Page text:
The official name is artistic gymnastics, but most people just call it gymnastics – the sport that brought us names such as Nadia Comaneci, Mary Lou Retton, Gabby Douglas, Nastia Liukin and, of course, the incomparable Simone Biles.
For artistic gymnastics, there is one big change for the 2020 Olympics. The number of competitors taking part in the team competition has been reduced from five to four. This will bring a new strategy for teams who may no longer have the luxury of including someone on the team who is exceptional at only one apparatus.
Women compete on four apparatuses.
- Uneven Bars
- Floor Exercise
Men compete on six apparatuses.
- Floor Exercise
- Horizontal or High Bar
- Parallel Bars
- Pommel Horse
In addition to the four people competing on the men's and women's teams, the U.S. has qualified one additional individual competitor for the men and two for the women.
The Olympics starts with a qualification round. This determines who will qualify for the team round, the individual all-around and the individual event finals. The qualification scores are just to determine who advances and will not be part of the final competition scores.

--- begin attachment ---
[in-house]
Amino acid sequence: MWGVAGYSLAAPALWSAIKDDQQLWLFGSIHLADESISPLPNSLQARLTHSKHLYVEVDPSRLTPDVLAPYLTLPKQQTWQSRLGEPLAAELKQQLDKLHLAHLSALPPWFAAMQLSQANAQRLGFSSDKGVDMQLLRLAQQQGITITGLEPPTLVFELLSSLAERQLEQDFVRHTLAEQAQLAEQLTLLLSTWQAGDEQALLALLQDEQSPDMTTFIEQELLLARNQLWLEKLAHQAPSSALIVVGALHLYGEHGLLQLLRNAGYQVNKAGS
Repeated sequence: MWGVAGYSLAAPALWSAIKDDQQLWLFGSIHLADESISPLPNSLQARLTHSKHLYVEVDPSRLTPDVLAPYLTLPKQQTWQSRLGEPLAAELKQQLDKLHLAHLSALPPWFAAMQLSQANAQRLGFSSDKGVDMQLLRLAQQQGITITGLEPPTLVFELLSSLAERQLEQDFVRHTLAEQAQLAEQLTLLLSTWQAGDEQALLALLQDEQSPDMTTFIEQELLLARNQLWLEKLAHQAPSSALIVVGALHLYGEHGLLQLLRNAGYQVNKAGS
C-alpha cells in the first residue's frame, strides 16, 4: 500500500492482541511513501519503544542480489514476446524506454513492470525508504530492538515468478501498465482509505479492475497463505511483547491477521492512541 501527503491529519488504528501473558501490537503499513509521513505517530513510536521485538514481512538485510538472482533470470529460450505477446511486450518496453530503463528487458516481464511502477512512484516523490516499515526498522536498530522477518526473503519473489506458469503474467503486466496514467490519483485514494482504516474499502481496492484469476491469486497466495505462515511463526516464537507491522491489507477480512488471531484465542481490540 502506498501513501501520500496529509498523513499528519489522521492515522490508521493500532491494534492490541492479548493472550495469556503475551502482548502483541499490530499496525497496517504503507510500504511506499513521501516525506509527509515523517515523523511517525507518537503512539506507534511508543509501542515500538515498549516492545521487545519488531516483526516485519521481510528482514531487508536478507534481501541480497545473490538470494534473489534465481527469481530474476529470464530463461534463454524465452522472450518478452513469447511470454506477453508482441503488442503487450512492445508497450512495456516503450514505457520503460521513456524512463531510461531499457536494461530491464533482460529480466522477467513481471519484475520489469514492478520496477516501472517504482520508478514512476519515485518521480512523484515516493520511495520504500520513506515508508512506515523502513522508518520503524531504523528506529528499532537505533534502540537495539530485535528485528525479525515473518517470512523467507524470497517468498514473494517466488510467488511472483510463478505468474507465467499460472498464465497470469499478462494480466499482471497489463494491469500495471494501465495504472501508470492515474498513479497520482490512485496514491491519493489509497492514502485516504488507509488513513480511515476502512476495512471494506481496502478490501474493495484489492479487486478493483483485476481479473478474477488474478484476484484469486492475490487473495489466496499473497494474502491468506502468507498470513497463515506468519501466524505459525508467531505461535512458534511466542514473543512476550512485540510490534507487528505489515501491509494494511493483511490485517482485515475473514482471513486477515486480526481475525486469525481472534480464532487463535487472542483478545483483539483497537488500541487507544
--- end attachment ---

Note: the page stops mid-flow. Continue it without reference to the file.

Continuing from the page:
Longtime fans remember when the top score one could receive was a “perfect 10,” with Comaneci the first to achieve it. But since 2005, scoring has been more open-ended. Now, a score is given for how difficult the move is. That is added to an execution score, which looks at artistry and performance.
In the team event, the accumulated team score determines the winner. Three gymnasts per team compete on each apparatus, with their scores all counting toward the total.
In the individual all-around, each of the 24 gymnasts per gender who qualified compete on all the apparatuses with their total score determining their standing.
In the individual event finals, the top eight gymnasts per gender who qualified on each apparatus will compete in a one-round final, with the highest score winning.
A male gymnast could win a total of eight medals while a female gymnast could win six.